G3 Conservation Corps harvest invasive creeper
As part of their training with the University of Guam’s Guam Green Growth initiative, the G3 Conservation Corps members recently participated in an activity from Sept 7 to 10 to clear portions of land overrun by an invasive vine —- the chain of love (kadena de amor) — and repurposed parts of the plant into viable products for the circular economy.
In partnership with the Guam Department of Agriculture, the corps members harvested the vine from a patch of Yona land near the entrance of the Togcha cemetery, an area with a heavy overgrowth of the invasive creeper. The vine reproduces by tubers and creates a canopy cover that prevents underlying plants and trees from receiving sunlight and photosynthesizing food. According to a publication from the UOG College of Natural and Applied Sciences, the vine was introduced as an ornamental and was first recorded on Guam as early as 1905 by botanist William Safford.
At the site, Christine Camacho Fejeran, Forestry Division Chief, Forestry and Soil Resources Division at the department provided an orientation on the removal of the invasive plant species. She said the G3 Conservation Corps chose one of the most challenging conservation and clean-up sites on island. “We at the department appreciate the efforts of the G3 Conservation Corps,” Fejeran said, adding that the removal process could guide landowners on how to harvest the invasive vine from their properties.
Alana Chargualaf, G3 Conservation Corps member, said that they must ensure the chain of love tubers and root system are removed completely from the ground to prevent the plant from repropagating. “If it stays in the dirt, it will grow again. It is the type of plant that can survive droughts,” she said.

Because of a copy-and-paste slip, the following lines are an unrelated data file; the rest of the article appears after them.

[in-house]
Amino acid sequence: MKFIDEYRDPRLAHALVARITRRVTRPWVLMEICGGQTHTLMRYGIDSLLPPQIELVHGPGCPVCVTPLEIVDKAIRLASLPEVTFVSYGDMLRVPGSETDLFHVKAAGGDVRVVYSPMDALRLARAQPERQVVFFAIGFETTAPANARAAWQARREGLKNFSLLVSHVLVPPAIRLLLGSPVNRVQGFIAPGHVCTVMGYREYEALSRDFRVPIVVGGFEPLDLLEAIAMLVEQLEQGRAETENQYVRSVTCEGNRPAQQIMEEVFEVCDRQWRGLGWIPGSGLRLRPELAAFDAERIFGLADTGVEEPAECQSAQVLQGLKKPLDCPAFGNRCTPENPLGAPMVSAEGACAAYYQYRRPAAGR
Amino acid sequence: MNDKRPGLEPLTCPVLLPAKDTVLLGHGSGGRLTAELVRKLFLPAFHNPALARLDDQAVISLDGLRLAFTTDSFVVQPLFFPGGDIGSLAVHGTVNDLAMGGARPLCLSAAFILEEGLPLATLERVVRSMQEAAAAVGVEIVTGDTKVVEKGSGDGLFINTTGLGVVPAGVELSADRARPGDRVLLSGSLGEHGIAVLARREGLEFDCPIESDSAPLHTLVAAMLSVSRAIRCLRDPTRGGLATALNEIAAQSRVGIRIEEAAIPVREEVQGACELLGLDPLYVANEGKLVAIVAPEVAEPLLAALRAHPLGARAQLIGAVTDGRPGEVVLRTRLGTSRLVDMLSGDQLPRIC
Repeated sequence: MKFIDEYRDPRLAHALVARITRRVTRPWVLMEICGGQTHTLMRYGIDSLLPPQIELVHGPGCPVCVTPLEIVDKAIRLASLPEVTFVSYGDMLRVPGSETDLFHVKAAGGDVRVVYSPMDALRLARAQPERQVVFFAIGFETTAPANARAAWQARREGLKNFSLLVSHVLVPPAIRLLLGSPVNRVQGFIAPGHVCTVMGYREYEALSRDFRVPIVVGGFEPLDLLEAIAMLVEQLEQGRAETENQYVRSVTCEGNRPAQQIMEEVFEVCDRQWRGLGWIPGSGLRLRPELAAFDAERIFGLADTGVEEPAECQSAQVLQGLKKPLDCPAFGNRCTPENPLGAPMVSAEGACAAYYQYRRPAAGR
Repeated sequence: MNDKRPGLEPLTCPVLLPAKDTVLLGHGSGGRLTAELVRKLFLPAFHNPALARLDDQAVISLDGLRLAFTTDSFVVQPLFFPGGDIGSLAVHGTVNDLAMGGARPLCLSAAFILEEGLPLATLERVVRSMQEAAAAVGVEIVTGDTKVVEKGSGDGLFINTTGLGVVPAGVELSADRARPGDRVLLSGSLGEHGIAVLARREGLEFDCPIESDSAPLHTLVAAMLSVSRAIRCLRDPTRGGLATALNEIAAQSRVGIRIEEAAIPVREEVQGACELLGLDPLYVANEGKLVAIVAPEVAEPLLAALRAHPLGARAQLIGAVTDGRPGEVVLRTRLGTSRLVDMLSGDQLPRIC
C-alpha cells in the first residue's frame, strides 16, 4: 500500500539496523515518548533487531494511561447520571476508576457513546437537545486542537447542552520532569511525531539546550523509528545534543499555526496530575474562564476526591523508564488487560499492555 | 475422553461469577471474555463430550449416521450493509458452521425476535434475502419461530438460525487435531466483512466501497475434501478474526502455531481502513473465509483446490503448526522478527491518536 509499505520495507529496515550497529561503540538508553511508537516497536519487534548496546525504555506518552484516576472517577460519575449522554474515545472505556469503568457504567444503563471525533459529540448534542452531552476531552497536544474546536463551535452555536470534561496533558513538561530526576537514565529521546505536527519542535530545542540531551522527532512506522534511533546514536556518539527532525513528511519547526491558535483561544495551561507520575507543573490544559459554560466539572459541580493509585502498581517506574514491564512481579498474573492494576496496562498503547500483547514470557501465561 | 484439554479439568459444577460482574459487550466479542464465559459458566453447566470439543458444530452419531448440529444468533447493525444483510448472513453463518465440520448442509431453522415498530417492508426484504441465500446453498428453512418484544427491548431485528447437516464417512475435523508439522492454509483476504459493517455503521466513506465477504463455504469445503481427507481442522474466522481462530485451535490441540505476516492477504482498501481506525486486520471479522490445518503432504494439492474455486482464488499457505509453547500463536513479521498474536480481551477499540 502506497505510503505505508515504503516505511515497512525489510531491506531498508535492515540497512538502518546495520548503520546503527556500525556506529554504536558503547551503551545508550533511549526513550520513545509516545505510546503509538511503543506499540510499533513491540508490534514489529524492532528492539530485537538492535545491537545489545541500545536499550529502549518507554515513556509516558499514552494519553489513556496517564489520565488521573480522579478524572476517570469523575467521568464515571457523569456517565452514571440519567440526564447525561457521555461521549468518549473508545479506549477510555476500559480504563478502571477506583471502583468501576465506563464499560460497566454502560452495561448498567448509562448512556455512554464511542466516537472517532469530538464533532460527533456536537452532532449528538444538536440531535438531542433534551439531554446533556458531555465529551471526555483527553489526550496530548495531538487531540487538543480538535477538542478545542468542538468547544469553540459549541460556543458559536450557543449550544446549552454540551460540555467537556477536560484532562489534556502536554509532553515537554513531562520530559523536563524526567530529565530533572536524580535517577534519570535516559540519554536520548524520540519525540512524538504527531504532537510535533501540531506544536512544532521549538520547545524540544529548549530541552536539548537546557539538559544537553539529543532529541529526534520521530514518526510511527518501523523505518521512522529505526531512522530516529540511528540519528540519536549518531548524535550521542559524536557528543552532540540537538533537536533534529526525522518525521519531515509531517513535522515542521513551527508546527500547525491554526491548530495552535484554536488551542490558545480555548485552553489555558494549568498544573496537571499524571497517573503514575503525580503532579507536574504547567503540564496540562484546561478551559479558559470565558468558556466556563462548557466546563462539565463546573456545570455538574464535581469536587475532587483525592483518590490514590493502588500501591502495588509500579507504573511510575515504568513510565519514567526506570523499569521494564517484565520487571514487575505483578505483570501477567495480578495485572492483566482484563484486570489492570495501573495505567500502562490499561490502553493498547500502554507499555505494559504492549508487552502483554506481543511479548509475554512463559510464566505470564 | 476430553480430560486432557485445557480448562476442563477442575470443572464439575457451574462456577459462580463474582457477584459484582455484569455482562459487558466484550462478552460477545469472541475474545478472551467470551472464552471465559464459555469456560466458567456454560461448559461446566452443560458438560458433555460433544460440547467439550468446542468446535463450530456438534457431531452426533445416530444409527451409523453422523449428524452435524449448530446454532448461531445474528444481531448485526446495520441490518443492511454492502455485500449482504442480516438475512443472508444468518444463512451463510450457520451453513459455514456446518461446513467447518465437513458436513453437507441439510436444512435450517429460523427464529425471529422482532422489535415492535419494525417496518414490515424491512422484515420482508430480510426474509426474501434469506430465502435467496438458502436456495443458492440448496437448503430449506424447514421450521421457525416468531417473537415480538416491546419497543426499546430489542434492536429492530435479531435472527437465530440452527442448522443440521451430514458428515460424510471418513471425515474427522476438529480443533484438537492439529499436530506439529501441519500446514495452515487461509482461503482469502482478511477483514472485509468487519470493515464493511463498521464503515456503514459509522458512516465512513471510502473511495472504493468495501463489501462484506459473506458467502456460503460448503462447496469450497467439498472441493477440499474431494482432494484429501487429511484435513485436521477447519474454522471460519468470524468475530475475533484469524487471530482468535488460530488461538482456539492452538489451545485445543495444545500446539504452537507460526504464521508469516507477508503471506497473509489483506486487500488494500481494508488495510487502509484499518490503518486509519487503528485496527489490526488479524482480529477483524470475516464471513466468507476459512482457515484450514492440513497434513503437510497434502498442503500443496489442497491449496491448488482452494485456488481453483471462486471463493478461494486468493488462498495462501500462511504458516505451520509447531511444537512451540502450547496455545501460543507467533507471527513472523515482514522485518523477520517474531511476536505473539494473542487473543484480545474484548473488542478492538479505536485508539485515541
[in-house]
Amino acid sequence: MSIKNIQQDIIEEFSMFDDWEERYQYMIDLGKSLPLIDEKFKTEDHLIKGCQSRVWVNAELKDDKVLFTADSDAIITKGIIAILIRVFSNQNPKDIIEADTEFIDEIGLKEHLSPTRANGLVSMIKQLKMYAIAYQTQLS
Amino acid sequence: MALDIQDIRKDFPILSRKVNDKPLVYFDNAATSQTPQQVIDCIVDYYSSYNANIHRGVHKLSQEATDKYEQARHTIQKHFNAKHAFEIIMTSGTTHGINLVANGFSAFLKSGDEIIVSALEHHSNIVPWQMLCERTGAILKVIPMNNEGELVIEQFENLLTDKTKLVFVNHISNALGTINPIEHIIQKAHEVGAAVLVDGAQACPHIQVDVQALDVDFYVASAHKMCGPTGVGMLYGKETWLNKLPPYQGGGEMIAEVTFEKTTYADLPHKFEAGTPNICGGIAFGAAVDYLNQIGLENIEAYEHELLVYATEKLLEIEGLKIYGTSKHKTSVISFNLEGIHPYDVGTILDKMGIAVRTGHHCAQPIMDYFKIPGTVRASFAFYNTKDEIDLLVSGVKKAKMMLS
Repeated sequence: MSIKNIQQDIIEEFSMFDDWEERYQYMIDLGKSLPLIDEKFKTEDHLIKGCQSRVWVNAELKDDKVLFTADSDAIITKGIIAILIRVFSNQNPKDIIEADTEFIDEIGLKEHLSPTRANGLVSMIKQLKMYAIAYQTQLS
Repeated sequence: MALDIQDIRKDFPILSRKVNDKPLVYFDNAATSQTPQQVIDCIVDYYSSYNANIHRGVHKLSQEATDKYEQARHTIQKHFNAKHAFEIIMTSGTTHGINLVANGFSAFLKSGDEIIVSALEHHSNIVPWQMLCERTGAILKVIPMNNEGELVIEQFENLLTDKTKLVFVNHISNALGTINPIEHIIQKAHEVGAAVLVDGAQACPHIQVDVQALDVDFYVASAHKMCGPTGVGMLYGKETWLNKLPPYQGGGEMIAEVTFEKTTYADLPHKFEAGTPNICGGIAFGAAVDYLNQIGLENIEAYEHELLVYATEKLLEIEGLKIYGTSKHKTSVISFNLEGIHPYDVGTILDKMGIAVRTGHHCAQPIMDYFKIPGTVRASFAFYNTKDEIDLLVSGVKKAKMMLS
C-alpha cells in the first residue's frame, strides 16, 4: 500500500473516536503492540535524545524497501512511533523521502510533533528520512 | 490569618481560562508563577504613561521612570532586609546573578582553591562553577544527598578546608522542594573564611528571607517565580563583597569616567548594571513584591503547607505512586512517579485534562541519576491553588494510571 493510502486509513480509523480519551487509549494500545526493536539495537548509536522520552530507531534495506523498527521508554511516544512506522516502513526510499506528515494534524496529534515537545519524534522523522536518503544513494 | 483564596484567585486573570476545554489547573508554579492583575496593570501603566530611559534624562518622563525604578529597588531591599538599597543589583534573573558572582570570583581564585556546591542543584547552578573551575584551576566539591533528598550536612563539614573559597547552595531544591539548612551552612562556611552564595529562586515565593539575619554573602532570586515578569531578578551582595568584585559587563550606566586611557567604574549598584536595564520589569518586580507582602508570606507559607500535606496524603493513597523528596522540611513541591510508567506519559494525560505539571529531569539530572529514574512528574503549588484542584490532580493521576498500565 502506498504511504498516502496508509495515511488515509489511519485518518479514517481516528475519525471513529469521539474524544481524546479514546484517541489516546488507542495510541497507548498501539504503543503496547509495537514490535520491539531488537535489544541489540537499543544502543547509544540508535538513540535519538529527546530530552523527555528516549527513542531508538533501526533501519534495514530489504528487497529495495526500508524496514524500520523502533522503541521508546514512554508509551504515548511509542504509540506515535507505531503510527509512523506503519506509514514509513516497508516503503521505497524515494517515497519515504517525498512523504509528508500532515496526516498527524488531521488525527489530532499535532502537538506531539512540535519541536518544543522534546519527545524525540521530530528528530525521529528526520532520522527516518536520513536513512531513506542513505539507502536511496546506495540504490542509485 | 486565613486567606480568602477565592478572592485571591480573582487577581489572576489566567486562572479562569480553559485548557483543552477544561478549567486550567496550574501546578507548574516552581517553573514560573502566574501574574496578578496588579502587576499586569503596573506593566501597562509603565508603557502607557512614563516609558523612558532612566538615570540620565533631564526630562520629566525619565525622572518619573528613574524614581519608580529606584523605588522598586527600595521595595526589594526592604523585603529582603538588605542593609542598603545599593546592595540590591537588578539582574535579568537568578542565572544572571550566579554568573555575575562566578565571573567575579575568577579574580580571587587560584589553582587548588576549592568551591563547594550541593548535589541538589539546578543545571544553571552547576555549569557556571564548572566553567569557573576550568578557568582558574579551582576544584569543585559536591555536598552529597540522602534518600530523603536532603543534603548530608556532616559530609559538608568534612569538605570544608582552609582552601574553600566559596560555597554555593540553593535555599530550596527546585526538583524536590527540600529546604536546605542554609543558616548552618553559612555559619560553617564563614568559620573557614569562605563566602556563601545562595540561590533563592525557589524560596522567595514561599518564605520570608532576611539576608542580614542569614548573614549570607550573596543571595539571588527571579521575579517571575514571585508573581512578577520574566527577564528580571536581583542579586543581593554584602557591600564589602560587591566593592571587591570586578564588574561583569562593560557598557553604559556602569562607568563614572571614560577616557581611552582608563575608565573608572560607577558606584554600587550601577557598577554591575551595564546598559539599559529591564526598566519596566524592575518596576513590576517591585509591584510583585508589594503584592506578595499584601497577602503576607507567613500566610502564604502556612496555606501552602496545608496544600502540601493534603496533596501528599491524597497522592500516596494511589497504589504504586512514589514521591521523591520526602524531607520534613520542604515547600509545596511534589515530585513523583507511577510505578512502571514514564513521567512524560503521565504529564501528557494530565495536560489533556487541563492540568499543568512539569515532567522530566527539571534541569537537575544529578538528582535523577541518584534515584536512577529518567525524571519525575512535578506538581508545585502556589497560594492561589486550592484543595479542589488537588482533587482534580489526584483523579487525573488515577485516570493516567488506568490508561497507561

Gov. Lou Leon Guerrero and Lt. Gov. Joshua Tenorio also visited the site on Wednesday to commend the efforts of the group.
The G3 Conservation Corps members were also tasked to find other uses for the invasive vine, following the circular economy framework. The circular economy system promotes the regeneration of natural systems, reuse or recycling of materials to extend their life cycle and divert waste from the landfill.
Jackie Jones, another G3 Conservation Corps member, said, “We are still in the experimental stage and trying to figure out what can we do with this — to take something that has been such a problem and turn it into a part of a solution.”
The G3 Conservation Corps program prepares the community for the emerging green economy. The program is aligned with the current island-wide efforts to achieve sustainability and other UN SDGs. It is a joint program of the UOG Center for Island Sustainability, the Office of the Governor, and Guam NSF EPSCoR’s Education and Workforce Development objective.